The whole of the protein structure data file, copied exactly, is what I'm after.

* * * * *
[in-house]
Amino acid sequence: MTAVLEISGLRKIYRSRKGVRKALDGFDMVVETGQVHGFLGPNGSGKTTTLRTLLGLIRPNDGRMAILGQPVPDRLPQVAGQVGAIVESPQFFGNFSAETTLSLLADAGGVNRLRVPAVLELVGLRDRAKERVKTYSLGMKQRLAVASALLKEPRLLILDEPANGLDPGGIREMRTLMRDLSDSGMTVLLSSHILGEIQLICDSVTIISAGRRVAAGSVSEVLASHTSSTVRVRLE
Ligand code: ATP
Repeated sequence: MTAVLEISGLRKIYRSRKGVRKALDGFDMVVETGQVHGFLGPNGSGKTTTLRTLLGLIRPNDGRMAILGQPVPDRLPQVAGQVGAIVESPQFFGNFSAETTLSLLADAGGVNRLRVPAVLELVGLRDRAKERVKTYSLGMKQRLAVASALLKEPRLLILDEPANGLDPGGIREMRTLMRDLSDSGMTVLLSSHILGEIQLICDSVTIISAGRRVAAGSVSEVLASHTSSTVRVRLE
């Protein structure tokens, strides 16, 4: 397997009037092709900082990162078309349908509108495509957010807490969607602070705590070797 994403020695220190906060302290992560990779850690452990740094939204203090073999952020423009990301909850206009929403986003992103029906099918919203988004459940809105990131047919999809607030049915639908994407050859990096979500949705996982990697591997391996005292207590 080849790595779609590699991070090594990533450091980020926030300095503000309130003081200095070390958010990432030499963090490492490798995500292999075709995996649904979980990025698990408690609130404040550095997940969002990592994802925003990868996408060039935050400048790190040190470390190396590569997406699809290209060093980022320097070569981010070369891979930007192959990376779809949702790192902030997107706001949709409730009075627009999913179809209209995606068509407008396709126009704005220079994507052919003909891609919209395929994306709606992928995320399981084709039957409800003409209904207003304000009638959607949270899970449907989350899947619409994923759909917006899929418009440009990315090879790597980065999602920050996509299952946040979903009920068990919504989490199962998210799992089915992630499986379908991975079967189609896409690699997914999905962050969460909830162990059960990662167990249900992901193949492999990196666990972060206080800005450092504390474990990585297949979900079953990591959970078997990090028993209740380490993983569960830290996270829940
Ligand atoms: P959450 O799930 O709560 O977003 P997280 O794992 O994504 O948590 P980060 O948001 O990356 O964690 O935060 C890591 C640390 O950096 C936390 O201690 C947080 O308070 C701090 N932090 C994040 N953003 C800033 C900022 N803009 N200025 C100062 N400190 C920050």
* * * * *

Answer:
[in-house]
Amino acid sequence: MTAVLEISGLRKIYRSRKGVRKALDGFDMVVETGQVHGFLGPNGSGKTTTLRTLLGLIRPNDGRMAILGQPVPDRLPQVAGQVGAIVESPQFFGNFSAETTLSLLADAGGVNRLRVPAVLELVGLRDRAKERVKTYSLGMKQRLAVASALLKEPRLLILDEPANGLDPGGIREMRTLMRDLSDSGMTVLLSSHILGEIQLICDSVTIISAGRRVAAGSVSEVLASHTSSTVRVRLE
Ligand code: ATP
Repeated sequence: MTAVLEISGLRKIYRSRKGVRKALDGFDMVVETGQVHGFLGPNGSGKTTTLRTLLGLIRPNDGRMAILGQPVPDRLPQVAGQVGAIVESPQFFGNFSAETTLSLLADAGGVNRLRVPAVLELVGLRDRAKERVKTYSLGMKQRLAVASALLKEPRLLILDEPANGLDPGGIREMRTLMRDLSDSGMTVLLSSHILGEIQLICDSVTIISAGRRVAAGSVSEVLASHTSSTVRVRLE
């Protein structure tokens, strides 16, 4: 397997009037092709900082990162078309349908509108495509957010807490969607602070705590070797 994403020695220190906060302290992560990779850690452990740094939204203090073999952020423009990301909850206009929403986003992103029906099918919203988004459940809105990131047919999809607030049915639908994407050859990096979500949705996982990697591997391996005292207590 080849790595779609590699991070090594990533450091980020926030300095503000309130003081200095070390958010990432030499963090490492490798995500292999075709995996649904979980990025698990408690609130404040550095997940969002990592994802925003990868996408060039935050400048790190040190470390190396590569997406699809290209060093980022320097070569981010070369891979930007192959990376779809949702790192902030997107706001949709409730009075627009999913179809209209995606068509407008396709126009704005220079994507052919003909891609919209395929994306709606992928995320399981084709039957409800003409209904207003304000009638959607949270899970449907989350899947619409994923759909917006899929418009440009990315090879790597980065999602920050996509299952946040979903009920068990919504989490199962998210799992089915992630499986379908991975079967189609896409690699997914999905962050969460909830162990059960990662167990249900992901193949492999990196666990972060206080800005450092504390474990990585297949979900079953990591959970078997990090028993209740380490993983569960830290996270829940
Ligand atoms: P959450 O799930 O709560 O977003 P997280 O794992 O994504 O948590 P980060 O948001 O990356 O964690 O935060 C890591 C640390 O950096 C936390 O201690 C947080 O308070 C701090 N932090 C994040 N953003 C800033 C900022 N803009 N200025 C100062 N400190 C920050």